On 29 March 1979, nearly 25 years after the Warren Report was released, the House of Representatives Select Committee on Assassinations (HSCA) issued its own report, concluding that President John Kennedy was "probably" assassinated by Lee Harvey Oswald as part of a conspiracy. The committee's chief counsel, G Robert Blakey, immediately announced, contrary to the report's own equivocations, that "the mob did it". By accepting much of the flawed evidence of the Warren Report, and failing to reach any conclusions of its own, the HSCA report perpetuated the controversy that would not be addressed officially again until the public outcry arising from the Oliver Stone movie JFK prompted the release of thousands of previously classifed files.
Gaeton Fonzi was a reporter hired as an investigator for HSCA, working primarily on connections between Cuban exile groups – and through them, American intelligence agencies – and the assassination. In 1993, in the wake of Stone's film and Gerald Posner's revisionist defence of the Warren Report, he published The Last Investigation, which combined trenchant analysis of the assassination itself with a revealing inside portrait of the machinations and politics behind the HSCA, which led to the failings of its report. It remains one of the very best works on the assassination, notable particularly for its restraint in making no assumptions and drawing no conclusions not backed by evidence. Its quality reflects Fonzi's undoubted skill as a journalist.
Fonzi's path to conspiracy theories grew from his background as an investigative reporter in Philadelphia, where he was born in 1935. He grew up in West New York, New Jersey, but returned to Philadelphia to study journalism and edit the daily paper at the University of Pennsylvania, where he met his future wife Marie. After graduating he worked on the Delaware County Daily and served in the army before joining Philadelphia Magazine in 1959 as a reporter, and later editor.
His most important work was a series, written with Greg Walter, exposing the Philadelphia Inquirer reporter Harry Karafin, who extorted money from businessmen by threatening to write negative stories, claiming to be the "hatchet man" of the Inquirer's powerful owner, Walter Annenberg. Annenberg's use of the paper's power to advance Republican candidates was detailed in Fonzi's 1970 biography, Annenberg, by which time he had sold the Inquirer and been appointed by Richard Nixon as US Ambassador to Great Britain.
When the Warren Report was released, Fonzi originally accepted its conclusions. When the Warren Committee counsel, Arlen Specter, returned to Philadelphia to run for district attorney, he was a natural subject for interview. But Fonzi came across an article by another Philadelphia lawyer, Vincent Salandria, who was among the first critics of the Warren Report, and in particular the "single-bullet" or "magic bullet" theory advanced by Specter. Fonzi studied the case, and, shocked by Specter's inability to defend his findings convincingly, became a sceptic, calling the Warren Report "a deliberate lie" in another Philadelphia Magazine piece.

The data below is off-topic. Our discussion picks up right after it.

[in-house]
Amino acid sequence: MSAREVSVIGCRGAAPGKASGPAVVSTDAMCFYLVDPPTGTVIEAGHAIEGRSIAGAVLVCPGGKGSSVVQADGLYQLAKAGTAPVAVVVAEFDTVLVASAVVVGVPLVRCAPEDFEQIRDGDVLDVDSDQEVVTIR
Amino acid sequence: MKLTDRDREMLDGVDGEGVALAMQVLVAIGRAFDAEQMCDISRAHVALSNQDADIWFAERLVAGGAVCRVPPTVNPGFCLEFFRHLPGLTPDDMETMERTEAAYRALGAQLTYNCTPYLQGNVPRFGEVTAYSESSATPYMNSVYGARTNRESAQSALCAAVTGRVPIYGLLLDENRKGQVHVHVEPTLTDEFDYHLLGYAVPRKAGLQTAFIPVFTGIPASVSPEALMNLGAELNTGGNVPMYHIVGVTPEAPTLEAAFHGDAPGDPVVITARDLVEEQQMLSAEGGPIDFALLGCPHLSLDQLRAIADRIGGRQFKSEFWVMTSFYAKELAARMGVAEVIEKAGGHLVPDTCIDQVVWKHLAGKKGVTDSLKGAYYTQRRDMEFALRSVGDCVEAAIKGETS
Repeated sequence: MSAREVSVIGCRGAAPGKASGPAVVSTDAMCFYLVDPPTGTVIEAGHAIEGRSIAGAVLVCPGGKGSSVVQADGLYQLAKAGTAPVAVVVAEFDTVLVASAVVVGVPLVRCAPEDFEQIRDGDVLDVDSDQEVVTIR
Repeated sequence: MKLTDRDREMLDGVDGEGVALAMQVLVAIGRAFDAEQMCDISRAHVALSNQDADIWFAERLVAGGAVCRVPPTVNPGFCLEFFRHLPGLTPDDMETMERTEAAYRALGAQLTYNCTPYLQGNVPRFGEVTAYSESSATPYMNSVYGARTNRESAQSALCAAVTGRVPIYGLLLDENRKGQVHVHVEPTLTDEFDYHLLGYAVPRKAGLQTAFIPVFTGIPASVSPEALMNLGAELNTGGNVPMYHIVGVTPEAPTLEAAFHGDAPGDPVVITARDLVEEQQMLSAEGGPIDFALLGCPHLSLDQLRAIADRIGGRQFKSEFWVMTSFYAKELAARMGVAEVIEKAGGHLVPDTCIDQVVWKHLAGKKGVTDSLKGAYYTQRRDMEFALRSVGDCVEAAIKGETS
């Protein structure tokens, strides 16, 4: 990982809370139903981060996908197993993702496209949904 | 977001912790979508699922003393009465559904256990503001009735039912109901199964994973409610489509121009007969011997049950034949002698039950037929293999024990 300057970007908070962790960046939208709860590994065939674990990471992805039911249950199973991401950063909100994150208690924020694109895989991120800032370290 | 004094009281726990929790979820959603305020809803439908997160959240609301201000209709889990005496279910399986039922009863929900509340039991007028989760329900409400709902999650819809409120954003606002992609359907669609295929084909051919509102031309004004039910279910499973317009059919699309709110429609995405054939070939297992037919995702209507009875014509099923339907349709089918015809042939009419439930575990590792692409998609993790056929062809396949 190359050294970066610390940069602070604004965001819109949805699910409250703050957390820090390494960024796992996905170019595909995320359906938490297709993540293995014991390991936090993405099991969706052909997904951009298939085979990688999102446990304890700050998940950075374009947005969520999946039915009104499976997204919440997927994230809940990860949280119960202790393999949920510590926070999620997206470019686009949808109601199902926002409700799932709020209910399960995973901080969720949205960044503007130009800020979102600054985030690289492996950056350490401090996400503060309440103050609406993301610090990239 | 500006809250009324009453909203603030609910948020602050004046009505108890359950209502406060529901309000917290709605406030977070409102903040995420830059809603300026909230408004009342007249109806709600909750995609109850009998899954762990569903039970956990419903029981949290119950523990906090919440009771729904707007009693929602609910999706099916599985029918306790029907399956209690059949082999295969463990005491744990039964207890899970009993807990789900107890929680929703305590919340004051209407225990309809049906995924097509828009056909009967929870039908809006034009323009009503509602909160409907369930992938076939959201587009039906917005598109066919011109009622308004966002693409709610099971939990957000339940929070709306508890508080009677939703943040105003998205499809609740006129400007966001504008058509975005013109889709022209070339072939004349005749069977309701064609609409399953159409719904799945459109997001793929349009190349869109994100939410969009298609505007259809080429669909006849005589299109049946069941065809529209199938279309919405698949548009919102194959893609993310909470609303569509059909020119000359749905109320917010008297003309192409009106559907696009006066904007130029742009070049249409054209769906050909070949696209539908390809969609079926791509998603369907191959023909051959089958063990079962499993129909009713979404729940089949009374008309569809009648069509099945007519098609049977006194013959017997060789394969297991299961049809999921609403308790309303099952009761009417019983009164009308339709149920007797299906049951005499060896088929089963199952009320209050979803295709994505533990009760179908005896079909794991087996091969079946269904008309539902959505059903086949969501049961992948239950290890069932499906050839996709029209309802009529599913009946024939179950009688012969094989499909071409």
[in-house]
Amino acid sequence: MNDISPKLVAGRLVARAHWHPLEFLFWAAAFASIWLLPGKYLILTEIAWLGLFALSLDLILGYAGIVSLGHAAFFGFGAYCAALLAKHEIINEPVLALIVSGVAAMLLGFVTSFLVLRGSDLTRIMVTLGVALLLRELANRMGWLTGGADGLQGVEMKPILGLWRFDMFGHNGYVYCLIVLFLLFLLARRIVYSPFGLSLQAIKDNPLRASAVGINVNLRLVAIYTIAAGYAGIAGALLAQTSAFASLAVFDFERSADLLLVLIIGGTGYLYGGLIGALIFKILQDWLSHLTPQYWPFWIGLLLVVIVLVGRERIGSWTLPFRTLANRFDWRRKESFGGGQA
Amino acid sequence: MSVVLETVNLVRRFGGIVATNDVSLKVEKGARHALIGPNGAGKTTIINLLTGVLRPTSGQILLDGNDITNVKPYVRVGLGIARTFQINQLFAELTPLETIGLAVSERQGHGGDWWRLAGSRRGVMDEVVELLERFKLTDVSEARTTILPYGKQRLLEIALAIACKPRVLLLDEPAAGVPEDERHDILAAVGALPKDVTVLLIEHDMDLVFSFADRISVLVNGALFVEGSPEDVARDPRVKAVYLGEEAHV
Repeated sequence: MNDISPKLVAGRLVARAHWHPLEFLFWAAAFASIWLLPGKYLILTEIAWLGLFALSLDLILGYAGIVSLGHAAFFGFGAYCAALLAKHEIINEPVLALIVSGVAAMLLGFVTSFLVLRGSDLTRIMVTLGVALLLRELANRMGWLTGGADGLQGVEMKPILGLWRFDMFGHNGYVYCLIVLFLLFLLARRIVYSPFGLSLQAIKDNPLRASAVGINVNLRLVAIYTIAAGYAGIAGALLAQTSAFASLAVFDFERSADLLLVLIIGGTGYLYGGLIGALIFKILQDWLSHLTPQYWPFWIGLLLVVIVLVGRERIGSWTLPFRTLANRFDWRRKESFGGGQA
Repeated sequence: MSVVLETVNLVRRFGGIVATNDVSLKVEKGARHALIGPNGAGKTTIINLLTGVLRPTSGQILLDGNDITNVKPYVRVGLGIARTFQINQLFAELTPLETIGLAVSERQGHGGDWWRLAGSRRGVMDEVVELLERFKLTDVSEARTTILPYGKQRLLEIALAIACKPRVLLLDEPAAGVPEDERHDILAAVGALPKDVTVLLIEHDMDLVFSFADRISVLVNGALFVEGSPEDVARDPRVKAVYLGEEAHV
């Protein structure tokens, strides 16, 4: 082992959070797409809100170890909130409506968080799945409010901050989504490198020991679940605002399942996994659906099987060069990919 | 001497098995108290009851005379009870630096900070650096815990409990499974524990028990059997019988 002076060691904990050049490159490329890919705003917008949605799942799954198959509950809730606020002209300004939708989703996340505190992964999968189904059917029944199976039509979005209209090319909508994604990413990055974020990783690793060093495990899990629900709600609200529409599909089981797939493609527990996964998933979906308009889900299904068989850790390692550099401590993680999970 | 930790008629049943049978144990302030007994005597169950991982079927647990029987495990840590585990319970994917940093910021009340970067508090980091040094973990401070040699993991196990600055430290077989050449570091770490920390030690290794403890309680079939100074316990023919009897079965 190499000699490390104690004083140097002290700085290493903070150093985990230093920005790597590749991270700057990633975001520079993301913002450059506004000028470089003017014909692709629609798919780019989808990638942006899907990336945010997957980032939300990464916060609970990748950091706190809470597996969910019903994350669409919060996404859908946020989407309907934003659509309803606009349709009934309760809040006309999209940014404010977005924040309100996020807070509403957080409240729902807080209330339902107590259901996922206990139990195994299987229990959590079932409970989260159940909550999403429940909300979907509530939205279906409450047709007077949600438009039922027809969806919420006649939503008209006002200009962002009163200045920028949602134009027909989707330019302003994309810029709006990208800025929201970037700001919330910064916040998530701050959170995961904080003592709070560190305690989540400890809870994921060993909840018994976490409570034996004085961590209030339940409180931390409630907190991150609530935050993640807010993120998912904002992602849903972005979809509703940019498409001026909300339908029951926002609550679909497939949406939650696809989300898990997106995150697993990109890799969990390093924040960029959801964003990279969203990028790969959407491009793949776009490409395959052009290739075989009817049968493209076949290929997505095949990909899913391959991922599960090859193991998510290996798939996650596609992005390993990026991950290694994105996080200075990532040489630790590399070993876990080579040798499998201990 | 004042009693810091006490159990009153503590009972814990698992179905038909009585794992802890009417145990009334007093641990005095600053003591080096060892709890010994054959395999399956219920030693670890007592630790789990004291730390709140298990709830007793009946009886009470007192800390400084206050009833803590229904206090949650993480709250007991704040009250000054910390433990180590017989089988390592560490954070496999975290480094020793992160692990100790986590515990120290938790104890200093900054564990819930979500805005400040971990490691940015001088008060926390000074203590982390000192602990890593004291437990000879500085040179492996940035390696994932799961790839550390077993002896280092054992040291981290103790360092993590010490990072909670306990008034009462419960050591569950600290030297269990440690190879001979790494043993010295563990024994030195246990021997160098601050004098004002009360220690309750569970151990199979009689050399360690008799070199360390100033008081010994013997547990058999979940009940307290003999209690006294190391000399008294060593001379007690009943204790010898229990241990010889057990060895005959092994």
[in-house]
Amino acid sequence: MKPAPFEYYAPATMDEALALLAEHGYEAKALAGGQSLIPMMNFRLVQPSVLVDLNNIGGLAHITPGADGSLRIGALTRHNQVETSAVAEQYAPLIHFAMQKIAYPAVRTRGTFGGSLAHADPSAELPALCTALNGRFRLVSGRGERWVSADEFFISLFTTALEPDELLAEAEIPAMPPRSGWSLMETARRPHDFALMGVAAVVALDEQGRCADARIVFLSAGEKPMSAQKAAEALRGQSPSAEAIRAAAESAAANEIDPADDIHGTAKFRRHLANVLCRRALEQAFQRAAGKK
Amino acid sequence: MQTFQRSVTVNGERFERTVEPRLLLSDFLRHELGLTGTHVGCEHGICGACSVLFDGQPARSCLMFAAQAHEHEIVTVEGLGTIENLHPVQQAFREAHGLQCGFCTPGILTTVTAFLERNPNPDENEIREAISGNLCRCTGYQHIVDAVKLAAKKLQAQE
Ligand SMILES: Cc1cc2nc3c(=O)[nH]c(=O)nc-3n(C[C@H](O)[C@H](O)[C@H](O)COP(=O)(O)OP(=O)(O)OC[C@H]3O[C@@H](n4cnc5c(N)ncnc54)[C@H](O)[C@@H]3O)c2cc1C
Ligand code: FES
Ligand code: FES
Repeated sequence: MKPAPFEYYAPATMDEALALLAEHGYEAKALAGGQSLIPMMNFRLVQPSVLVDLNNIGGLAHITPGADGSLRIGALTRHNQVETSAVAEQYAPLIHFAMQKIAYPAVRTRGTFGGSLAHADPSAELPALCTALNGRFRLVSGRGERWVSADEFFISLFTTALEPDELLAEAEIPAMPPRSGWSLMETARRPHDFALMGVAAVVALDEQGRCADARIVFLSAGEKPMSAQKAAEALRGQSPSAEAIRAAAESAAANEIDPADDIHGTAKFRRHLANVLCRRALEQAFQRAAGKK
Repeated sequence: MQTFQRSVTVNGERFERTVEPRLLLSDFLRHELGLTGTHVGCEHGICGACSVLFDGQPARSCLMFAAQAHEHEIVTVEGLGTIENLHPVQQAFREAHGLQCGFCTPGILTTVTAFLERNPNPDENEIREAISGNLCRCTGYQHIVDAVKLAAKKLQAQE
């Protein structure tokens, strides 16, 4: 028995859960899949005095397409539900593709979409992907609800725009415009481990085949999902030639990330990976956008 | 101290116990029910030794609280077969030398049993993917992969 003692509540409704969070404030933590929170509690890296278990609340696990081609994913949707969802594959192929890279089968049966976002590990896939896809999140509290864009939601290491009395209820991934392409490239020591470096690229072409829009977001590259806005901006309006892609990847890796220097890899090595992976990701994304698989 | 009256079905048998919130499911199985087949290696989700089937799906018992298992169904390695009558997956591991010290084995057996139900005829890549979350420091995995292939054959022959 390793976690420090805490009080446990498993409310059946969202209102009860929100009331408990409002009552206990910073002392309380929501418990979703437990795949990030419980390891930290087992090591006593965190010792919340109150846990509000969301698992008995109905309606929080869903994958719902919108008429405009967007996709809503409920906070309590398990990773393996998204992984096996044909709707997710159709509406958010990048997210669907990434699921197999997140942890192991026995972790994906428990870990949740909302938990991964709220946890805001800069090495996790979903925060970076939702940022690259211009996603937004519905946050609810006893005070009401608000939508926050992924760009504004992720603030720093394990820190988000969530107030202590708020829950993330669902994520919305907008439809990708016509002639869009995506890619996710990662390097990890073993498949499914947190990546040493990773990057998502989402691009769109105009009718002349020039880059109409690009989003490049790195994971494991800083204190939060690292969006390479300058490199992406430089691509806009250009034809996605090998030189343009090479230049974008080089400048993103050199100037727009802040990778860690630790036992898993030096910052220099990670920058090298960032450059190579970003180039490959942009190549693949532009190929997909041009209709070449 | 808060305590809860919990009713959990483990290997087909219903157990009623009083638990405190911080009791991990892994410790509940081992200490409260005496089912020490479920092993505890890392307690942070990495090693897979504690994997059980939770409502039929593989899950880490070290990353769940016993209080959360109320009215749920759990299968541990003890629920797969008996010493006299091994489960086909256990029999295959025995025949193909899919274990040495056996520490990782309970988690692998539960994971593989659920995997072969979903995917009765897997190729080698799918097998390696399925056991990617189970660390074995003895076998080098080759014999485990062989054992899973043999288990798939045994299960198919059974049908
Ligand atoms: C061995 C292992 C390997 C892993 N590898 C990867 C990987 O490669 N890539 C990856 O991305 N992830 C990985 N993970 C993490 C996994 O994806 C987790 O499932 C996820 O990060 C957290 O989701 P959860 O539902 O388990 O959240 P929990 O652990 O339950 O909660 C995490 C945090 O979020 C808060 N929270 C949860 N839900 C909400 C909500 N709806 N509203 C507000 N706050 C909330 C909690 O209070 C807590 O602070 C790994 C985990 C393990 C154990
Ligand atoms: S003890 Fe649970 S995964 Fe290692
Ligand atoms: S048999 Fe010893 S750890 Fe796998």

In 1972 he moved to Miami, where he edited Miami and Gold Coast magazines. In the wake of scandals surrounding the intelligence community, in 1975 the US Senate created what came to be known as the Church Committee, and the Pennsylvania senator Richard Schweiker asked Fonzi to join as an investigator. It was a natural move, two years later, to HSCA, where he was hired by the committee's original counsel, another Philadelphia lawyer, Richard Sprague. As The Last Investigation details, Sprague's refusal to defer to the intelligence community, the CIA in particular, brought him into conflict with his committee heads, and he eventually resigned, to be replaced by G Robert Blakey.
The contacts between Oswald, purportedly a Castro supporter, and the violently anti-Castro Cuban exile community headquartered in Miami, became a natural point of Fonzi's investigations. His crucial discovery was the testimony of Antonio Veciana, leader of the exile group Alpha 66.
Veciana's CIA contact was a man he knew as "Maurice Bishop", and in 1963, Veciana arrived in Dallas for a meeting with "Bishop", to find him conferring with a man he later identified as Oswald. Fonzi was able to show that "Bishop" was in reality David Atlee Phillips, who had also been the CIA's station chief in Mexico City when Oswald was purportedly filmed and recorded at the Soviet consulate there. Veciana would later survive an assassination attempt on him just at the time the HSCA report was released, but the question of why the supposedly communist Oswald would be meeting with a senior CIA agent was never answered by HSCA.
Fonzi's digging into the connections between Cuban exiles and their CIA handlers, as well as mob figures sometimes employed by the CIA, established a prima facie case for conspiracy, and with increasing likelihood, the reality that Oswald was indeed what he said he was, "a patsy". Frustrated by Blakey's failure to pursue these avenues, Fonzi wrote a scathing article for Philadelphia Magazine in 1980, which formed the basis of his book, and became a leading figure in the assassination research community.
He continued to write, for outlets as varied as the New York Times and Penthouse, and served as a lecturer at a number of universities. His work was honoured by more than a dozen awards, including the William Allen White, for investigative journalism, and the Mary Ferrell-JFK Lancer Pioneer award. He died at home, of complications from Parkinson's disease. At the end of The Last Investigation, he quotes Silvia Odio, a key witness ignored and discredited by two government investigations. "We lost," she told him. "We all lost."
Gaeton Fonzi, author and journalist: born Philadelphia 10 October 1935; married Marie (four children); died Satellite Beach, Florida 30 August 2012.